Milkshakes and smoothies are continuing to gain traction in foodservice, with menu penetration currently standing at 11.4% and 8.3%, respectively, per Datassential MenuTrends. They’re most commonly found in national chains, on dessert and snack menus, but are increasingly becoming part of the healthy food revolution.
Although milkshakes traditionally have been viewed as either dessert items or meal accompaniments, Datassential’s December 2019 Snacking SNAP! Keynote Report shows they, and smoothies, also satisfy between-meal snacking occasions. In fact, nearly half (47%) of Americans surveyed by Datassential said they’re likely to order a blended beverage as a snack.
Given this consumer behaviour insight, it’s not entirely surprising that shakes and smoothies are converging in terms of the ingredients they feature, including dessert flavours as well as healthy options, and the consumer needs they satisfy.
Both refreshing and portable, shakes and smoothies allow operators to experiment with different flavour combinations and busy consumers to satiate hunger or satisfy a craving on the go. Some of the healthier features typically associated with smoothies (such as plant-based dairy alternatives) have begun appearing in the milkshake category, however, and both milkshakes and smoothies increasingly have overlapped with blended coffee drinks.
Dataessential’s Trends & Insights Practice lead, Jamie Howe has identified the key themes that are inspiring innovation in the blended beverage space:
Seasonal: Operators are increasingly using the term “seasonal” in their milkshake descriptions (up 17% since 2015), as they incorporate such ingredients as pumpkin, cinnamon, and seasonal fruits.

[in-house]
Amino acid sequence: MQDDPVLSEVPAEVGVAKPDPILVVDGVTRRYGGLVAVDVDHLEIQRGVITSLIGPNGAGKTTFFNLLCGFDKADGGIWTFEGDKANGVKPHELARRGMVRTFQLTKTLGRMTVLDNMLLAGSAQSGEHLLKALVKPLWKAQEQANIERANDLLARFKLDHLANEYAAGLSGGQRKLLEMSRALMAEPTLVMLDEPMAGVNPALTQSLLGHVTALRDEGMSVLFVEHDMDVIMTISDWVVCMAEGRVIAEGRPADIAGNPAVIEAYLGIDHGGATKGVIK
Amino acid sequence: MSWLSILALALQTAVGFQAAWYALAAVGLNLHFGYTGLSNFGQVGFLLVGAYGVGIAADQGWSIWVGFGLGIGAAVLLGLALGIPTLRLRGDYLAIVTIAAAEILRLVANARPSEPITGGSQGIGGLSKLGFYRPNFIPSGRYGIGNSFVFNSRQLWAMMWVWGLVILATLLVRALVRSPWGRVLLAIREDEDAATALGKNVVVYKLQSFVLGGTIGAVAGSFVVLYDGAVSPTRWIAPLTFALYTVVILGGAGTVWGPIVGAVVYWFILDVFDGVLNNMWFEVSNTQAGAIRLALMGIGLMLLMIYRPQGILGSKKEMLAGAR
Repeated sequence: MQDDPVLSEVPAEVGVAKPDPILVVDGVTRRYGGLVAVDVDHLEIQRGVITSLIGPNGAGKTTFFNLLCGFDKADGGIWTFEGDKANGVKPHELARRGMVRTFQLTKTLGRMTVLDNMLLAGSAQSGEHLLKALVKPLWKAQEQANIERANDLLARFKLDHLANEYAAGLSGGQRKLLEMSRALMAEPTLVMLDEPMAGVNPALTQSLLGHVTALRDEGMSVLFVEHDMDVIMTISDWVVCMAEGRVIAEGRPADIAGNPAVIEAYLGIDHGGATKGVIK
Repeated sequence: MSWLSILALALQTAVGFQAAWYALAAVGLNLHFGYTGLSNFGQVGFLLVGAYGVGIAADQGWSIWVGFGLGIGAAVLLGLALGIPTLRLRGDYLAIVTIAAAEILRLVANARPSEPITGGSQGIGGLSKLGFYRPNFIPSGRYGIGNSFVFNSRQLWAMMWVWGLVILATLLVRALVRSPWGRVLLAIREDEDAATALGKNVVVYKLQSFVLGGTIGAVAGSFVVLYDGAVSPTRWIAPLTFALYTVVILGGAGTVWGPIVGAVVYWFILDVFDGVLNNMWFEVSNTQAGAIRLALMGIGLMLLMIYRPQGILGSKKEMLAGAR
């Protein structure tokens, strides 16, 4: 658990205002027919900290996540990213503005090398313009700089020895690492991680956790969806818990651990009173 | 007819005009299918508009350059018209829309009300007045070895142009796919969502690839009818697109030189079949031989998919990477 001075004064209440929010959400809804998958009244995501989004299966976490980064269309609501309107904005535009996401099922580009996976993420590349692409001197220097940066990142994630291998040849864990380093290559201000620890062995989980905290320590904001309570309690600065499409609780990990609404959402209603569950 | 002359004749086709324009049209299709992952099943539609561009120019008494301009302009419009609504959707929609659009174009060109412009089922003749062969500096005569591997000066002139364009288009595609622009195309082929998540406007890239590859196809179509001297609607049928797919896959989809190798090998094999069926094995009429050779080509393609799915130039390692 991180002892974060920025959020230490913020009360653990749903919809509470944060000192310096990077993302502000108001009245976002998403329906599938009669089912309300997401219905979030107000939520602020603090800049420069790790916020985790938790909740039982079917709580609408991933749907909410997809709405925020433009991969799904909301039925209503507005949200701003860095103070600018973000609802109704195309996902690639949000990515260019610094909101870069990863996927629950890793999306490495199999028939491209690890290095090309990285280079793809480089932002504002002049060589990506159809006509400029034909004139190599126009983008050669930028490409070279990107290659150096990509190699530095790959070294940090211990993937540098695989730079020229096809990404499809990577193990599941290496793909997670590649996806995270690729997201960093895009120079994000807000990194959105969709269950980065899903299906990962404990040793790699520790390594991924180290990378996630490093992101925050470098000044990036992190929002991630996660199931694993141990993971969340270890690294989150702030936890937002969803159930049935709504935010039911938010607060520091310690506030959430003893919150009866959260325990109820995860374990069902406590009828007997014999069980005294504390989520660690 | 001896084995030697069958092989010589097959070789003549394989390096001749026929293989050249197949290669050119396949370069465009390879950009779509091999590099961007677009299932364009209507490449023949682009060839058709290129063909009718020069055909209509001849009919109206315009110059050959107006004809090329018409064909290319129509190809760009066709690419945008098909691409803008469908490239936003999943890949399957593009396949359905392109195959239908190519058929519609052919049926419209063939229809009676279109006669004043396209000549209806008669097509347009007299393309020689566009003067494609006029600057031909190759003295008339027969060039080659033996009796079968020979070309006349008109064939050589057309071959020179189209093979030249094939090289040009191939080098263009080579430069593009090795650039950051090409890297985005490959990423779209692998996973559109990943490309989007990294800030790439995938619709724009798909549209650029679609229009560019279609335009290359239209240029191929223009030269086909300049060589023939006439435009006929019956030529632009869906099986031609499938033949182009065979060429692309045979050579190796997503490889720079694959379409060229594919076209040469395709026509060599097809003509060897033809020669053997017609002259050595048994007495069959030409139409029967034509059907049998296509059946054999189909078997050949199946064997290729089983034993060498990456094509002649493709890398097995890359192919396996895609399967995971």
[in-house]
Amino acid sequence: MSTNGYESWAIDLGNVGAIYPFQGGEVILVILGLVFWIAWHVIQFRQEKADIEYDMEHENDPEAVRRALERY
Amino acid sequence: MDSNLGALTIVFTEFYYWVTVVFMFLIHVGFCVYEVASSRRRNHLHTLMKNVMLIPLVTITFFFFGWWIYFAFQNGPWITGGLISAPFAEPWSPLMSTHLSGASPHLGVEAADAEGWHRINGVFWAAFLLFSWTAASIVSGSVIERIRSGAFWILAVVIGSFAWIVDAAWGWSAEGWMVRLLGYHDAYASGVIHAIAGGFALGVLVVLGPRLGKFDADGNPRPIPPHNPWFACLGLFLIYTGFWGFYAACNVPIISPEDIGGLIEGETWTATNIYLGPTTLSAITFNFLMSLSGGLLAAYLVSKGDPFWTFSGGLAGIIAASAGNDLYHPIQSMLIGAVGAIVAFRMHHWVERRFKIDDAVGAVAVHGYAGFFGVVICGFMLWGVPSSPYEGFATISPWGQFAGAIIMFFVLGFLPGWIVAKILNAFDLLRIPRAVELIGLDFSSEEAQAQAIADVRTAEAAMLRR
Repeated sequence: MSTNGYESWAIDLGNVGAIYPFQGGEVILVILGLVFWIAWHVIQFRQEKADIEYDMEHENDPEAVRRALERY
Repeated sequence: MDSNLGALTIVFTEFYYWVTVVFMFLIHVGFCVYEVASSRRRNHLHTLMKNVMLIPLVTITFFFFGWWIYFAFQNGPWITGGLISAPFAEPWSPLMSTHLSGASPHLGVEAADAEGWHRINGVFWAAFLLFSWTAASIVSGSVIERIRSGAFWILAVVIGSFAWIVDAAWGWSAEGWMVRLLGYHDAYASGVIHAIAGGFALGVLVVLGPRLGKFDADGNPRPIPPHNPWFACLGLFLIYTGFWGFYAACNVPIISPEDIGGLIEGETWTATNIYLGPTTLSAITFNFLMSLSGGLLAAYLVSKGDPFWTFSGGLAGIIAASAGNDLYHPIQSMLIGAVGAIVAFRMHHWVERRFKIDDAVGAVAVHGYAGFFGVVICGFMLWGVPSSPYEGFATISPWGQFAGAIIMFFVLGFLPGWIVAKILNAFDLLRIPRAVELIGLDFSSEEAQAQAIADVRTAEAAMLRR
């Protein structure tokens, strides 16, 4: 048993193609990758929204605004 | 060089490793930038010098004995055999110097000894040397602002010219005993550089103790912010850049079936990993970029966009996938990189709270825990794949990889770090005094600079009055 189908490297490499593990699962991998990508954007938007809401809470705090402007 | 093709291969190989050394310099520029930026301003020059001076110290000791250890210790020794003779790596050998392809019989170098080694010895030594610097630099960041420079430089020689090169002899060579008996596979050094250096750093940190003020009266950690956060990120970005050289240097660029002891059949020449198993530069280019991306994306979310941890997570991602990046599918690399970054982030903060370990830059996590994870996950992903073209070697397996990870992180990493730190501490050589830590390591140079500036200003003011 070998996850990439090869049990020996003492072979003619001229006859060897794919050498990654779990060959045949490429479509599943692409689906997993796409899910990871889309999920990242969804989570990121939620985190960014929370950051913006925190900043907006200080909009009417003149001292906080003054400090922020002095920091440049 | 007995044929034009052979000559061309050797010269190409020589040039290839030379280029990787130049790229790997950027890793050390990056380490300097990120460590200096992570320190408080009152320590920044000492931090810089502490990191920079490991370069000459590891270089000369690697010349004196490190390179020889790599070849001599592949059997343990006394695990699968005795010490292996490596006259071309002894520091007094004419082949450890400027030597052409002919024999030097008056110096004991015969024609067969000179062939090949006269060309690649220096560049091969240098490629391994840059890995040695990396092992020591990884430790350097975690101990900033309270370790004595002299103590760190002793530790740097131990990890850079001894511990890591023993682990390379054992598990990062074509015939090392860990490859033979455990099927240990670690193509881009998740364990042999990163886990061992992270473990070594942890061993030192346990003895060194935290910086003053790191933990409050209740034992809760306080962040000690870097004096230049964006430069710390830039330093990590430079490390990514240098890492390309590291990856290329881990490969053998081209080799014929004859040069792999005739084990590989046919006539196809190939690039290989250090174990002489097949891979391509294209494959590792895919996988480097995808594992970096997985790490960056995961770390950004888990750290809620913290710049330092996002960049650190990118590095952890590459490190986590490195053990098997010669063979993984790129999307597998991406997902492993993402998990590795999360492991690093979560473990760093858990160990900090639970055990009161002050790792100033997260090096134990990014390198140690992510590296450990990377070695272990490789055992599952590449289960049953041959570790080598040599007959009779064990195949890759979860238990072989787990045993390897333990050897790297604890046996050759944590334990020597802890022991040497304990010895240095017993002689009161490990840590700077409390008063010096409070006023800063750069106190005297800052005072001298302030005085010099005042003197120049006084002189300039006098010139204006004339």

Nostalgia: Some of these formats as flavours overlap with the trend toward nostalgic milkshake offerings like birthday cake, which is up 160% in the last four years as a milkshake flavour, as well as cotton candy (up 230%).
Savoury ingredients: The combination of sweet and savoury has been trending in desserts (and other areas of the menu), featuring such ingredients as bacon (up 171%) and pretzels (up 81%). “Those ingredients also add texture and can create an experience,” said Howe.
Extreme shakes and inclusions: Although some industry observers say the days of the “extreme shake” are numbered, operators continue to embrace them—a result, perhaps, of their social media appeal. Colourful inclusions are related to this trend; the term “candy” alone is up 182% on milkshake menu descriptions in the last four years, according to Datassential. “Candy inclusions, sprinkles, cereal and bacon all speak to some of the trends we’re seeing” for Instagram-ready food, Howe confirms.
Better-for-you claims and ingredients are appearing on milkshake menus as well. The term “organic” has grown 262% in the last four years, for example, while “vegan” has increased 221%. “Gluten-free” is up 125%, and “protein” has risen 40%. Just as vegan milkshakes are on the rise, so, too, are dairy substitutes such as almond milk (up 15%).
Smoothies: taste and health converge
Smoothie innovation is keeping pace with shakes as consumers increasingly gravitate to smoothies as both a treat and a functional beverage.
Whether it’s a dietary need or preference, dairy-free is on the rise: Datassential confirms dairy-free mentions on smoothie menus have increased 113% since 2015. Popular dairy alternatives include:
- Coconut milk: up 195%
- Almond milk: up 172%
- Soy milk: up 97%
- Avocado (up 65%) and almond butter (up 72%) also can serve as dairy replacements in smoothies.
Both smoothies and milkshakes provide rewarding refreshment for consumers, and both allow operators to experiment with flavours and ingredients to create unique, signature offers that can often generate considerable consumer buzz on social media.
Operators should understand that these blended beverages are also subject to many of the consumer demands that are impacting overall food preferences across the industry. These include the increased interest in plant-based and functional ingredients, and in the comforts provided by nostalgia and familiar brands.